Mindfulness and Thoughts

By Helen Williams and Kristine Enger

As you know, Mindful ME consultants focus on mindfulness as an approach to truly living with meaningful, authentic, present moment awareness.  This means learning to notice and practice awareness of our thoughts rather than being controlled or lost by them.

Recently Helen and Kristine sat down to chat about how this approach enhances wellbeing and changes our experience of fear and anxiety within our daily lives.

HELEN: I’ve noticed a sharp increase in people wanting to engage in conversations about mindfulness and particularly in relation to the way we experience our thoughts.  How have you experienced this in your work lately and why do you think we are noticing this growing awareness towards mindfulness?

KRISTINE: Yes – I’ve noticed it too – I’m having more and more conversations where people are becoming more aware of their thinking, which indicates an expansion of awareness. When our awareness expands, we start to see and experience life from a more elevated perspective, with more depth of feeling. The more aware we become, we also begin to notice how often we are stuck in unhelpful, repetitive thought patterns, which we then want to end, preferably immediately! That usually begins a conversation around non-judgement and self-acceptance.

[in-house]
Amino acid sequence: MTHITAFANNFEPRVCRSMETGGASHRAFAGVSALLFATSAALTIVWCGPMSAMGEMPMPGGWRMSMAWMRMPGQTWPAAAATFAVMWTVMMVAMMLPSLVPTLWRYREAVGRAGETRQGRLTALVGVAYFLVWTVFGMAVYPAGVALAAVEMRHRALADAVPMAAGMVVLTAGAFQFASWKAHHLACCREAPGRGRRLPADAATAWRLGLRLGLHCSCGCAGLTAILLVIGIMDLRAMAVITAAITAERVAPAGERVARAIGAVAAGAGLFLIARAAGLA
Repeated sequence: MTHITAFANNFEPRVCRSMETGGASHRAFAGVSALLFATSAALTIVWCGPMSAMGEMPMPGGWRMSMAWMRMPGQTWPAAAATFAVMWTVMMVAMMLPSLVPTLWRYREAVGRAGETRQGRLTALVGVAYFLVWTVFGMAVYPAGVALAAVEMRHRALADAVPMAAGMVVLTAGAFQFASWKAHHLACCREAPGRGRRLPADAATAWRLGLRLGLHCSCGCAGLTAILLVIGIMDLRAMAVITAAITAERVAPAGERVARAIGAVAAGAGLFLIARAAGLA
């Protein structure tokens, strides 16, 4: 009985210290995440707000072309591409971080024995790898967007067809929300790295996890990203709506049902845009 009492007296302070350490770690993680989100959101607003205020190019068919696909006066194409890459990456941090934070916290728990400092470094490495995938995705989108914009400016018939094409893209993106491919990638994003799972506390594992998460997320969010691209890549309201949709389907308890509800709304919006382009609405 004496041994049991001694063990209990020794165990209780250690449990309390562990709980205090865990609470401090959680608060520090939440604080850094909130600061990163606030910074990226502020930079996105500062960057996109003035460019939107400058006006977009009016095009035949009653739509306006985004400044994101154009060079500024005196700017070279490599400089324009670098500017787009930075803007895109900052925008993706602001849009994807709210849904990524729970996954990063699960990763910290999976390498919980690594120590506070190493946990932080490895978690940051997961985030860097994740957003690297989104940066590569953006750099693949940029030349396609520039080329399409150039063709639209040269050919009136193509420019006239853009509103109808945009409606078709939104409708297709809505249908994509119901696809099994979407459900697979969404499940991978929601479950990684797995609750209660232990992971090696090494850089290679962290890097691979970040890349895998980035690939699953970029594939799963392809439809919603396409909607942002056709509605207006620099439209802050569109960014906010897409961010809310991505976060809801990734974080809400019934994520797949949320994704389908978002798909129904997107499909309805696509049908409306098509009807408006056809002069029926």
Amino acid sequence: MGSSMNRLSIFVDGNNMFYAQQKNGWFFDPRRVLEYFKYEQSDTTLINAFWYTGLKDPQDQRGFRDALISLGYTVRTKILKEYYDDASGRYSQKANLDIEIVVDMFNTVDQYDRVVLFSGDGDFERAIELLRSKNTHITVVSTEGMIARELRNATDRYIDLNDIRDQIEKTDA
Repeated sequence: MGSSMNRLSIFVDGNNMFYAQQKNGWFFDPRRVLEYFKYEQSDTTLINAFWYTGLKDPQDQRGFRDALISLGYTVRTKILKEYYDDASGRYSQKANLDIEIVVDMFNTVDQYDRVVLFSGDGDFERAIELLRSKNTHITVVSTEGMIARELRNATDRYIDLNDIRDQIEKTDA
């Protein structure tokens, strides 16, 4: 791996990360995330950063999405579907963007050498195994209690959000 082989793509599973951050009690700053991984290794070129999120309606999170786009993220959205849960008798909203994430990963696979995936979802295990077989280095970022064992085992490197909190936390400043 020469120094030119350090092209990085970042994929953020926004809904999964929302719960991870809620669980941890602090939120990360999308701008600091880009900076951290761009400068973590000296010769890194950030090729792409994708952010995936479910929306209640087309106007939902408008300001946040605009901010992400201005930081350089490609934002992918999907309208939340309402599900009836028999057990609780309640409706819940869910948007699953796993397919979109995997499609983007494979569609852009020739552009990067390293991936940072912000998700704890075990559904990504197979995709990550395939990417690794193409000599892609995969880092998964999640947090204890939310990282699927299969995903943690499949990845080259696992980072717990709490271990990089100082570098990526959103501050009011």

HELEN:

Yes, I agree. So many people look for ways of dealing with their unhelpful, repetitive thinking patterns and discover that practicing mindfulness is a wonderful way of working with this in a loving and safe way. The difficult thoughts that we start to notice can sometimes be a bit daunting and it can be helpful to chat with an experienced practitioner about them.

KRISTINE:

Yes, having support while exploring our relationships with thoughts is so helpful – otherwise it can be easy to fall into self-shaming and anxiety around try to “get rid of them”. I usually gently help my clients see that thinking is beyond our control. Thinking will forever be the backdrop of our lives, constantly streaming through us. There is literally no escape from thought, because there is not supposed to be – and that is ok! Judging ourselves for the pesky thoughts that we might have, makes no sense. It is more helpful to remember that the majority of the thoughts we think in a single day are actually not true, and not become so attached to them.

HELEN:

Yes – I guess the question is then – what are thoughts and why do we have them?

KRISTINE:

Thoughts are just unrealised, completely neutral, potential. Not “good” or “bad”. When we give energy to them, over and over again, and they swirl around in our heads, trapped. As human beings we don’t understand how our thinking mind works. One teacher called thinking ‘the missing link’ between formless and form. It would be helpful for us as humans to redefine our relationship to thought as a creative, streaming, helpful force, at least be open to the possibility. Then, with clarity and space, we can choose our relationship with them. Again this is where talking with someone who understands this can really help – and why it is so important that this is done in a safe, honest and kind way.